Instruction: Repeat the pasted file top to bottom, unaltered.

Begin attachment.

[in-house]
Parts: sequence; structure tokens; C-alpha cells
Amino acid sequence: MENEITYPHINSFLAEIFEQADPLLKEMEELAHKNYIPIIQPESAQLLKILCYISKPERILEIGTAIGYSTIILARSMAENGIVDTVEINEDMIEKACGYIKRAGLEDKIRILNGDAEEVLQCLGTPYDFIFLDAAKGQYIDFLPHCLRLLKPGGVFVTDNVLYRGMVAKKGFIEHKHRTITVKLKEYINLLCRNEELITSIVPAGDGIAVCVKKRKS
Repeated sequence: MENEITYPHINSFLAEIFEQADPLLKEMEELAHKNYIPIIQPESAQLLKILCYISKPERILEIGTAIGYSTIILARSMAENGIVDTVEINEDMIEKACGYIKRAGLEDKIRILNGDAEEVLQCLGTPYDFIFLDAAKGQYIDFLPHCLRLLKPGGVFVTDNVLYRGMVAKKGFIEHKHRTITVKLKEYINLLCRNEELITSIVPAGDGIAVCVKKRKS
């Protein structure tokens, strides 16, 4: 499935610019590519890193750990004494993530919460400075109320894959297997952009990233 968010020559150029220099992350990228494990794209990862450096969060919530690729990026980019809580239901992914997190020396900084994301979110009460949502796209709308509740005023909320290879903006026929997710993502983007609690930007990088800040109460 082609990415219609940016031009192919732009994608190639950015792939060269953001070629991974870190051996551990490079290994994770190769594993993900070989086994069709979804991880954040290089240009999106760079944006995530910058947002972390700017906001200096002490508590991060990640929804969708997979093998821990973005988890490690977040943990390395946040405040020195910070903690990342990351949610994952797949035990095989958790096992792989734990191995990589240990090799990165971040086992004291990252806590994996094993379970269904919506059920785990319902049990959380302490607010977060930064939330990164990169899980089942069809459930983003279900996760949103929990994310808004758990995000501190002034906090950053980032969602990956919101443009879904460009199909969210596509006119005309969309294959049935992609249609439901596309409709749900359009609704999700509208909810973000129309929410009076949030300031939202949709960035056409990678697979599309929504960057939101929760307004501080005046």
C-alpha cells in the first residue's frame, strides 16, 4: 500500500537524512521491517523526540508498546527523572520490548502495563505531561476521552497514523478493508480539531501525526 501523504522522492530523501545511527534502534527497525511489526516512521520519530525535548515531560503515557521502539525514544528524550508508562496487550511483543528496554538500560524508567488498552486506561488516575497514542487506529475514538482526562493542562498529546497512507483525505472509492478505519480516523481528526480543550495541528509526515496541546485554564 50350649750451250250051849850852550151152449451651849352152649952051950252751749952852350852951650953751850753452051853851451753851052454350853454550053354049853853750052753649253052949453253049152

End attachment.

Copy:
[in-house]
Parts: sequence; structure tokens; C-alpha cells
Amino acid sequence: MENEITYPHINSFLAEIFEQADPLLKEMEELAHKNYIPIIQPESAQLLKILCYISKPERILEIGTAIGYSTIILARSMAENGIVDTVEINEDMIEKACGYIKRAGLEDKIRILNGDAEEVLQCLGTPYDFIFLDAAKGQYIDFLPHCLRLLKPGGVFVTDNVLYRGMVAKKGFIEHKHRTITVKLKEYINLLCRNEELITSIVPAGDGIAVCVKKRKS
Repeated sequence: MENEITYPHINSFLAEIFEQADPLLKEMEELAHKNYIPIIQPESAQLLKILCYISKPERILEIGTAIGYSTIILARSMAENGIVDTVEINEDMIEKACGYIKRAGLEDKIRILNGDAEEVLQCLGTPYDFIFLDAAKGQYIDFLPHCLRLLKPGGVFVTDNVLYRGMVAKKGFIEHKHRTITVKLKEYINLLCRNEELITSIVPAGDGIAVCVKKRKS
């Protein structure tokens, strides 16, 4: 499935610019590519890193750990004494993530919460400075109320894959297997952009990233 968010020559150029220099992350990228494990794209990862450096969060919530690729990026980019809580239901992914997190020396900084994301979110009460949502796209709308509740005023909320290879903006026929997710993502983007609690930007990088800040109460 082609990415219609940016031009192919732009994608190639950015792939060269953001070629991974870190051996551990490079290994994770190769594993993900070989086994069709979804991880954040290089240009999106760079944006995530910058947002972390700017906001200096002490508590991060990640929804969708997979093998821990973005988890490690977040943990390395946040405040020195910070903690990342990351949610994952797949035990095989958790096992792989734990191995990589240990090799990165971040086992004291990252806590994996094993379970269904919506059920785990319902049990959380302490607010977060930064939330990164990169899980089942069809459930983003279900996760949103929990994310808004758990995000501190002034906090950053980032969602990956919101443009879904460009199909969210596509006119005309969309294959049935992609249609439901596309409709749900359009609704999700509208909810973000129309929410009076949030300031939202949709960035056409990678697979599309929504960057939101929760307004501080005046």
C-alpha cells in the first residue's frame, strides 16, 4: 500500500537524512521491517523526540508498546527523572520490548502495563505531561476521552497514523478493508480539531501525526 501523504522522492530523501545511527534502534527497525511489526516512521520519530525535548515531560503515557521502539525514544528524550508508562496487550511483543528496554538500560524508567488498552486506561488516575497514542487506529475514538482526562493542562498529546497512507483525505472509492478505519480516523481528526480543550495541528509526515496541546485554564 50350649750451250250051849850852550151152449451651849352152649952051950252751749952852350852951650953751850753452051853851451753851052454350853454550053354049853853750052753649253052949453253049152